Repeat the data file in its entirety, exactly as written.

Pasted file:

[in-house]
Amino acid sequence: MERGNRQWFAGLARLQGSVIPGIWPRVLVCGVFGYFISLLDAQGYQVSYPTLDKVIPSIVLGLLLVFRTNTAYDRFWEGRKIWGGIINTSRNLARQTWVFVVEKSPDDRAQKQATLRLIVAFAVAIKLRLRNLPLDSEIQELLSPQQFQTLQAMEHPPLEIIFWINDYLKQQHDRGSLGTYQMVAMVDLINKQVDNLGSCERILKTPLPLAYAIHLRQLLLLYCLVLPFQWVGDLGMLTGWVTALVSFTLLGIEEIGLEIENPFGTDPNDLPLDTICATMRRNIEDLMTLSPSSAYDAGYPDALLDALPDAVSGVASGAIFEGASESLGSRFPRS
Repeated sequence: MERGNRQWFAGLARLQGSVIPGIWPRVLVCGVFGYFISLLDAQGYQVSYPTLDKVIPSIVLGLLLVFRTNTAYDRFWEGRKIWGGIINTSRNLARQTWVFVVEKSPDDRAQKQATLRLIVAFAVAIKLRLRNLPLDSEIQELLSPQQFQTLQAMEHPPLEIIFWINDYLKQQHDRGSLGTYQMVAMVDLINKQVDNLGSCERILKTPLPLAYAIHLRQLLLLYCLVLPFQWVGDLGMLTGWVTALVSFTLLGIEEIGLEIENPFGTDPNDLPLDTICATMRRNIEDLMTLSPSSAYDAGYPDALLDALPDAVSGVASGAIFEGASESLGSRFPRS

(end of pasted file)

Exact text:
[in-house]
Amino acid sequence: MERGNRQWFAGLARLQGSVIPGIWPRVLVCGVFGYFISLLDAQGYQVSYPTLDKVIPSIVLGLLLVFRTNTAYDRFWEGRKIWGGIINTSRNLARQTWVFVVEKSPDDRAQKQATLRLIVAFAVAIKLRLRNLPLDSEIQELLSPQQFQTLQAMEHPPLEIIFWINDYLKQQHDRGSLGTYQMVAMVDLINKQVDNLGSCERILKTPLPLAYAIHLRQLLLLYCLVLPFQWVGDLGMLTGWVTALVSFTLLGIEEIGLEIENPFGTDPNDLPLDTICATMRRNIEDLMTLSPSSAYDAGYPDALLDALPDAVSGVASGAIFEGASESLGSRFPRS
Repeated sequence: MERGNRQWFAGLARLQGSVIPGIWPRVLVCGVFGYFISLLDAQGYQVSYPTLDKVIPSIVLGLLLVFRTNTAYDRFWEGRKIWGGIINTSRNLARQTWVFVVEKSPDDRAQKQATLRLIVAFAVAIKLRLRNLPLDSEIQELLSPQQFQTLQAMEHPPLEIIFWINDYLKQQHDRGSLGTYQMVAMVDLINKQVDNLGSCERILKTPLPLAYAIHLRQLLLLYCLVLPFQWVGDLGMLTGWVTALVSFTLLGIEEIGLEIENPFGTDPNDLPLDTICATMRRNIEDLMTLSPSSAYDAGYPDALLDALPDAVSGVASGAIFEGASESLGSRFPRS